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Second Half of a Trip - Speeding tickets

  1. Aug 28, 2012 #1
    Δ1. The problem statement, all variables and given/known data
    In many countries, automatic number plate recognition is used to catch speeders. The system takes a time-stamped license plate photo at one location (like an on-ramp to a freeway), and then takes a second time-stamped photo at a second location a known distance from the first location (like an exit ramp off a freeway). Since the systems knows both the distance traveled and the time you took to travel that distance, it can determine if, on average, you were speeding, and subsequently mail the car owner a complementary ticket.

    Let us say you are traveling along such a highway where the speed limit is 90 km/h (25m/s). Watching the distance markers on the side of the road, you discover at the half-way point you have been traveling at a speed of 114 km/h (31.67 m/s). What maximum constant speed must you travel for the last half of the trip to avoid your parents (who own the car) getting a speeding ticket in the mail?



    2. Relevant equations

    v(avg) = (v(max)-v(initial))/Δt
    v(avg) = v(speed limit)

    3. The attempt at a solution
    I set the two equations equal to one another to find v(max) since we are given v(initial) and given the speed limit. However, I don't know how to find Δt. I have tried several different ways on paper and come to no conclusion. Help please.
     
  2. jcsd
  3. Aug 28, 2012 #2

    gneill

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    Staff: Mentor

    Average velocity depends upon the total distance and total time, not (at least not directly) on the two velocities involved unless the times for each travel segment happen to be equal.

    Think about how you might write (symbolic) expressions for the travel times of each segment in terms of the segment distances and speeds. Think about an expression for the average speed given the two segment times and total distance.
     
  4. Aug 28, 2012 #3
    So you are saying that the times for both journeys should be equal. This makes sense.
    Let's say the time travelled at 31.67m/s is t(1) and the time travelled at v(max) is t(2).

    t(1) + t(2) = t where t is time if he had travelled at the speed limit the whole way.

    Let's also say that x equals the full distance of the highway.

    (1/2)*x is the distance travelled in t(1) and (1/2)*x is the distance travelled in t(2).

    v(initial) = Δx/Δt assuming that the initial values for both x and t equal zero we can say

    v(initial) = ((1/2)*x)/t(1)

    Similarly...

    v(max) = ((1/2)x)/t(2) → v(max)*t(2) = (1/2)*x

    Therefore...

    v(initial) = (v(max)*t(2))/t(1)

    v(max) = (v(initial)*t(1))/t(2)

    but I still don't know time. Am I going in circles?
     
  5. Aug 28, 2012 #4

    gneill

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    Staff: Mentor

    Well, at least the circles are getting smaller... :smile:

    Write expressions (in terms of speed and distance) for the two times, t1 and t2. The total time must be t1 + t2, right? So in an expression for the average velocity, t1 and t2 can be replaced with these expressions... you should find that the irrelevant "unknowns" cancel.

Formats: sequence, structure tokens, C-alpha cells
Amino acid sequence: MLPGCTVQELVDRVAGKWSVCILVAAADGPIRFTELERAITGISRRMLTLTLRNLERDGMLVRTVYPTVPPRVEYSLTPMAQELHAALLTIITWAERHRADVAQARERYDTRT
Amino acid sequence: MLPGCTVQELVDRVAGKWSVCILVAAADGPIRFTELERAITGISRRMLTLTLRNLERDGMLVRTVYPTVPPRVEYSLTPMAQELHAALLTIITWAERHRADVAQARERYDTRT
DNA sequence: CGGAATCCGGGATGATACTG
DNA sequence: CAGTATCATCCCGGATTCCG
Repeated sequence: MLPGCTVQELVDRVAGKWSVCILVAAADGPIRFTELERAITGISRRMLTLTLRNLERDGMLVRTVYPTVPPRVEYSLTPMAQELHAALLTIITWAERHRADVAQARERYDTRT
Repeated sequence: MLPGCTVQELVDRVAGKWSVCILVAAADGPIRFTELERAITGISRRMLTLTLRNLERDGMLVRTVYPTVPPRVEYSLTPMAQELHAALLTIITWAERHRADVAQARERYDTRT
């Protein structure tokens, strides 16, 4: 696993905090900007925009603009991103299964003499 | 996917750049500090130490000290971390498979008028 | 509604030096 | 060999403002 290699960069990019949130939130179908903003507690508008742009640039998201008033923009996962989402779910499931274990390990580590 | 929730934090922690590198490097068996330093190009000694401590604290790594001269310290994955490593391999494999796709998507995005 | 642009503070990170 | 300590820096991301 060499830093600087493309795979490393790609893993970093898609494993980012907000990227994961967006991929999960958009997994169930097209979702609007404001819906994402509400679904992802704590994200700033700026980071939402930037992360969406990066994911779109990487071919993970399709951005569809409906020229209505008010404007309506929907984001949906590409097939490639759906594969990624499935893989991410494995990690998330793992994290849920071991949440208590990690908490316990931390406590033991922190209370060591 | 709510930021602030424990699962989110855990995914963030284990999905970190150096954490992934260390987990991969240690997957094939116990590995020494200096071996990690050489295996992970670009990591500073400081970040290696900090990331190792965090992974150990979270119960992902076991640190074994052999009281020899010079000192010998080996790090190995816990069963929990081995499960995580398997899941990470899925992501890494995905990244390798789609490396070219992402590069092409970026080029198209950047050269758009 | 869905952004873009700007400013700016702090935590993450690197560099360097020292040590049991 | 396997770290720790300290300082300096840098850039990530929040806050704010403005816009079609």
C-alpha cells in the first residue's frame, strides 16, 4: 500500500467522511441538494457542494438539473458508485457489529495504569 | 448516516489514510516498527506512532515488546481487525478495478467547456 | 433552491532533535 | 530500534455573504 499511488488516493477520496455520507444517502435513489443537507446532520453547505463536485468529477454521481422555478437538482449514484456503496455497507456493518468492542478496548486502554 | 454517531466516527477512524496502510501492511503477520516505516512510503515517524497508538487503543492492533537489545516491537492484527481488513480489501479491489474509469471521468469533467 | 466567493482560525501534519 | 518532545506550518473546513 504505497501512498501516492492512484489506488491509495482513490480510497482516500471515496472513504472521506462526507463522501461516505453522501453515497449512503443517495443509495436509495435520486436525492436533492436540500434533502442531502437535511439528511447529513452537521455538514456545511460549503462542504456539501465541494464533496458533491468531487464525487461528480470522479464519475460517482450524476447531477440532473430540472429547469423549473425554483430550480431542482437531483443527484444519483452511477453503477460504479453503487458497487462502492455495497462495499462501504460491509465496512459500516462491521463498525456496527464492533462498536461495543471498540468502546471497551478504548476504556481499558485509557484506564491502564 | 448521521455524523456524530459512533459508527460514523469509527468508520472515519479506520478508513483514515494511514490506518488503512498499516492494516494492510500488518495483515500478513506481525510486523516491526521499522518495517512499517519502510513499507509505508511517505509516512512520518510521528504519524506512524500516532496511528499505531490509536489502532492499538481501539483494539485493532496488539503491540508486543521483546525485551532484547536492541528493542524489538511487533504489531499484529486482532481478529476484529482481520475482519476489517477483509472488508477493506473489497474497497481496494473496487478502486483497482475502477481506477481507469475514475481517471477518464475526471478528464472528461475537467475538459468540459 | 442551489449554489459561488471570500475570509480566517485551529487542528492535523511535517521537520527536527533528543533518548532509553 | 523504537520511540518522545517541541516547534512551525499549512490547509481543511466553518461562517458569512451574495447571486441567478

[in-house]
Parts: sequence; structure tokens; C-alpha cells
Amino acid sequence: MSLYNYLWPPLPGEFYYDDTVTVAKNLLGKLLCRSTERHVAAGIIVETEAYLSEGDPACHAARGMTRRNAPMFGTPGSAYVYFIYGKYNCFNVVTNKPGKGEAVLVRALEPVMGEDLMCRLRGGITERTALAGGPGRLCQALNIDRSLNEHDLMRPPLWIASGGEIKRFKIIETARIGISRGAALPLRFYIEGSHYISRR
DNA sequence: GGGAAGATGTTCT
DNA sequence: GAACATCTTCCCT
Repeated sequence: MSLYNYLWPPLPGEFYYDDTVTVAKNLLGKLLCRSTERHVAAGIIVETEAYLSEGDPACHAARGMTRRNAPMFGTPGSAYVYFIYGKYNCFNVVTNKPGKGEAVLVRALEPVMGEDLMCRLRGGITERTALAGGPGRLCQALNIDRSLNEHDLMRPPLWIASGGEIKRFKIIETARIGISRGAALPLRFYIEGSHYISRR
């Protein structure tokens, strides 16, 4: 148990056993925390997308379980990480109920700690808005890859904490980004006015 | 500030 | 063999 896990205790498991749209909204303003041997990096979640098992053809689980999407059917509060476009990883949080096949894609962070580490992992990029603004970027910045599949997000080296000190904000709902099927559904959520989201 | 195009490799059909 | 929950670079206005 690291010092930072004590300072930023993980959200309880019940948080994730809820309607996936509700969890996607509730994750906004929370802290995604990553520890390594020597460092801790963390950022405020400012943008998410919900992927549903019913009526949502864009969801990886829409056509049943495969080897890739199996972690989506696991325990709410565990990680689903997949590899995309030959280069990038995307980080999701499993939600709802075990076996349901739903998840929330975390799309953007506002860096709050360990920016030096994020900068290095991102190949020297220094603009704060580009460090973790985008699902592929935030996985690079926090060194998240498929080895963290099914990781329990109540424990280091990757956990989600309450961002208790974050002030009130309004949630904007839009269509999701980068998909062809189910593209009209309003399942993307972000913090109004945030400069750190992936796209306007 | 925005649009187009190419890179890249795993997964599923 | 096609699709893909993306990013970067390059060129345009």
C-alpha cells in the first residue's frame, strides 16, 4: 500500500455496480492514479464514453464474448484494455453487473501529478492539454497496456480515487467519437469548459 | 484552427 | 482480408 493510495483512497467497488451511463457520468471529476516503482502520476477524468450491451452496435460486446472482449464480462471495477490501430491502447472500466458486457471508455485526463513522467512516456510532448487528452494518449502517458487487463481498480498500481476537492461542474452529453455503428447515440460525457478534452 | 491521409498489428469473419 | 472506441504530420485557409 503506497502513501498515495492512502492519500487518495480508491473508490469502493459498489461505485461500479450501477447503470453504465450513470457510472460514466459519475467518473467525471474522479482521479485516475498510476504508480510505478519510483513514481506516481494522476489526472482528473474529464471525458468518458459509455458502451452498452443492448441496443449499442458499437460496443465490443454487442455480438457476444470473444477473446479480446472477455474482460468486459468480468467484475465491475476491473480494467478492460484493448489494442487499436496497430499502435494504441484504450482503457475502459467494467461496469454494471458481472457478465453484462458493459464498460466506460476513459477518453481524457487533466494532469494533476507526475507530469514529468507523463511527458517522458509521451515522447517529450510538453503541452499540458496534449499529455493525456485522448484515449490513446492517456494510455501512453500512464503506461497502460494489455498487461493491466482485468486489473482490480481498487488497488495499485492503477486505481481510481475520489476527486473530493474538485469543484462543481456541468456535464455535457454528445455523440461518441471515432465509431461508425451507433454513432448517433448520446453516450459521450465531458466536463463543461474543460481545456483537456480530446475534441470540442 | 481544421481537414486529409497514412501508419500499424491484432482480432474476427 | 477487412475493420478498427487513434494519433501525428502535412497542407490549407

6. Aug 28, 2012 #5
    :)

    Okay so instead, I could write this...

    v(max) = ((1/2)*x)/t(2) → t(2) = ((1/2)*x)/v(max)

    v(initial) = ((1/2)*x)/t(1) → t(1) = ((1/2)*x)/v(initial)

    Thus...

    t(2) + t(1) = ((1/2)*x)/v(max) + ((1/2)*x)/v(initial) = t

    Alright, I am with you up to here. Now suppose I do this...

    v(speed limit) = x/t where x is the total distance and t is the total time

    t = x/v(speed limit)

    Therefore I can set this expression equal to the one above...


    ((1/2)*x)/v(max) + ((1/2)*x)/v(initial) = x/v(speed limit)

    (1/2)*x*[1/v(max) + 1/v(initial)] = x/v(speed limit)

    x cancels out and I mutltiply both sides by 2...

    1/v(max) + 1/v(initial) = 2/v(speed limit)

    1/v(max) = 2/v(speed limit) - 1/v(initial)

    I take the inverse of both sides and...

    v(max) = [2/v(speed limit) - 1/v(initial)]^(-1)

    I'll give that a try!
     
  7. Aug 28, 2012 #6
    Wow thanks for the help!! Got the right answer :D
     
  8. Aug 28, 2012 #7
    you could also do a much simpler way. Since half the way was made at 31.67m/s, if the other half was made at 25m/s, the simple average would have been 28.335m/s, which is 3.335 m/s higher than the average required., now, if you double the value (because the average is made by dividing by 2 the two values), and subtract 25m/s, the given value is 18.33 m/s which is the correct answer
     
  9. Aug 28, 2012 #8

    cjl

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    Except that won't give the correct answer (and 18.33 is wrong). If you travel the second half of the trip at 18.33 m/s, you'll have an overall trip average speed of 23.2 m/s, so you could have gone faster than 18.33 and still had an overall average below 25.

    Here's the right answer, along with the simplest solution method I can think of:
    Suppose, for simplicity's sake, that the overall distance is 2500 meters. Thus, for an average speed of 25 m/s, you would have to travel the total distance in 100 seconds. If you travel the first 1250 meters at 31.67 m/s, you will take 39.47 seconds to do so. Thus, you must cover the second 1250 meters in 60.53 seconds to have an overall average of 25. This requires a speed of 1250m/60.53s = 20.3 m/s, which is the (actual) correct answer.
     
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